Truth and Freedom

Few “grinds” in life are more nerve-racking and energy draining than those that result from financial irresponsibility. Many are the headaches and heartaches of being overextended. Great are the worries of those, for example, who continue to increase their indebtedness, spend impulsively, or loan money to others indiscriminately.

These words may sting your conscience if they describe your situation. What’s worse, they may describe where you have been off and on for as long as you can remember. It may not bring much comfort to know that you are not alone, but there is perhaps no more common problem among Americans than this one. So common is it that places of business must protect themselves from this phenomenon by operating under strict guidelines. All this reminds me of a sign that made me smile. It hangs in a Fort Lauderdale restaurant:

IF YOU ARE OVER 80 YEARS OLD
AND ACCOMPANIED BY YOUR PARENTS,
WE WILL CASH YOUR CHECK.

Another wag once described our economic times with these three definitions:

Recession: When the man next door loses his job
Depression: When you lose your job
Panic: When your wife loses her job

Many families today have reached the place where the wife’s working outside the home isn’t merely optional; it’s a necessity.

To the surprise of no one, Scripture’s statements about money are numerous. Long before Ben Franklin penned his wit and wisdom in Poor Richard’s Almanac, Solomon’s words offered wise counsel that was available for all to read. And when I attempted to categorize the teachings, I saw that Solomon’s sayings cover a broad spectrum of subjects, including getting money (earning and inheriting), releasing money (spending, squandering, loaning, and giving), investing money, saving money, and handling money wisely. The economic terms used in Scripture are many: money, wealth, riches, lending, borrowing, spending, giving, losing, silver, gold, plenty, abundance, want, poverty, and a half dozen others.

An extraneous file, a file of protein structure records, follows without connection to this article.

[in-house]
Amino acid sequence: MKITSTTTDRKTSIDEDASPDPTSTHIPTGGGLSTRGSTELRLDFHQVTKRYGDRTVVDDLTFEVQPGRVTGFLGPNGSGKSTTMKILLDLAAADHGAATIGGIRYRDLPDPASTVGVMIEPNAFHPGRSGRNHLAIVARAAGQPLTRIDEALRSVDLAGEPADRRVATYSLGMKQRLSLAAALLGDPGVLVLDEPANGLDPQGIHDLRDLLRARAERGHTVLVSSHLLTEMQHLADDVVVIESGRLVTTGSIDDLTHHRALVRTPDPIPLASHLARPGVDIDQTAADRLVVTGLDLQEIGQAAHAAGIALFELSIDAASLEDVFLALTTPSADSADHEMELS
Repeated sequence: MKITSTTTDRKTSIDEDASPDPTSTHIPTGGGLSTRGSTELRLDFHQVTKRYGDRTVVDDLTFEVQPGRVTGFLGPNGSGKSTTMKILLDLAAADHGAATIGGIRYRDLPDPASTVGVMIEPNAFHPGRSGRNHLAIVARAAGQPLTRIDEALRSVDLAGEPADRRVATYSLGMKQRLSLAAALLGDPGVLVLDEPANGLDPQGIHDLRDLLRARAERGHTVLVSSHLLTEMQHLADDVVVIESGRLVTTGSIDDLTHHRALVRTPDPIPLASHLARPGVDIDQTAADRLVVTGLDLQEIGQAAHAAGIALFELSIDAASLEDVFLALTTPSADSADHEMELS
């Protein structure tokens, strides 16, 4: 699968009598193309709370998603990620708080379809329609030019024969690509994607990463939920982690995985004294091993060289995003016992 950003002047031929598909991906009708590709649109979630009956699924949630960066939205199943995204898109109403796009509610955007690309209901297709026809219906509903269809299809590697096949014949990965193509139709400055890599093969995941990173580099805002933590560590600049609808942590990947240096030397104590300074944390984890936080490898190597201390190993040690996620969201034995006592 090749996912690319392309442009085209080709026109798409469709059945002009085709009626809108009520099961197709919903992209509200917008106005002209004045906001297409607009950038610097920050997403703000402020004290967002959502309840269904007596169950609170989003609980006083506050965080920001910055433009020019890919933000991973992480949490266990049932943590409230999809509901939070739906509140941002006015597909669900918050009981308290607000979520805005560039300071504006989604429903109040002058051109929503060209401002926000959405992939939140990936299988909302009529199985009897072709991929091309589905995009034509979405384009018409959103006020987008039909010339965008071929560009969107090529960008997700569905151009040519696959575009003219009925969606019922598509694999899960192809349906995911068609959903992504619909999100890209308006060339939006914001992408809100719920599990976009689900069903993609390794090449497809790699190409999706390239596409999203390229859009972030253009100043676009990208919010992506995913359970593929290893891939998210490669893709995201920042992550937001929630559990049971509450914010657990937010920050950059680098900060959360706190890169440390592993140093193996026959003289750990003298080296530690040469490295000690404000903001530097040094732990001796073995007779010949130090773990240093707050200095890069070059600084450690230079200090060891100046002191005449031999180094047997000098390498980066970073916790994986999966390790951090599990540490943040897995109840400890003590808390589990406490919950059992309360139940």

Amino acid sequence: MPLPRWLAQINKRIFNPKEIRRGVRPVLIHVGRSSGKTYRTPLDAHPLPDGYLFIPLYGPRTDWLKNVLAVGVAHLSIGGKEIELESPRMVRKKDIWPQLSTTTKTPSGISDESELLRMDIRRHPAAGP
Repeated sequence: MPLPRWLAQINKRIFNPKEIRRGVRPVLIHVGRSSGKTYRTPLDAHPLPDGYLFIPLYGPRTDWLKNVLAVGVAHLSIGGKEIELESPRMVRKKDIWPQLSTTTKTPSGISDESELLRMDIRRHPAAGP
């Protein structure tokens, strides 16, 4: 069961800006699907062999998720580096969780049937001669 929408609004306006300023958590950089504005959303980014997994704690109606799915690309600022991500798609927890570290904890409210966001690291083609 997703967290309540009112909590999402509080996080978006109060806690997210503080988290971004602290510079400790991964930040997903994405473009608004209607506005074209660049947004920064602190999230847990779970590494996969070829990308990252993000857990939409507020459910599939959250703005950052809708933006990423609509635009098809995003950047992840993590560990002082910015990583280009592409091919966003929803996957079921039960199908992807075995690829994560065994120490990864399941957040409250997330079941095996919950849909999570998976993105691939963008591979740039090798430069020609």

Having traced the subject of finances throughout Solomon’s sayings, I discovered six principles of money management. Over the next few days, we will examine each one and determine how to apply it to life today.

From Living the Proverbs by Charles R. Swindoll, copyright © 2012. Reprinted by permission of Worthy Inspired., an imprint of Hachette Book Group, Inc.

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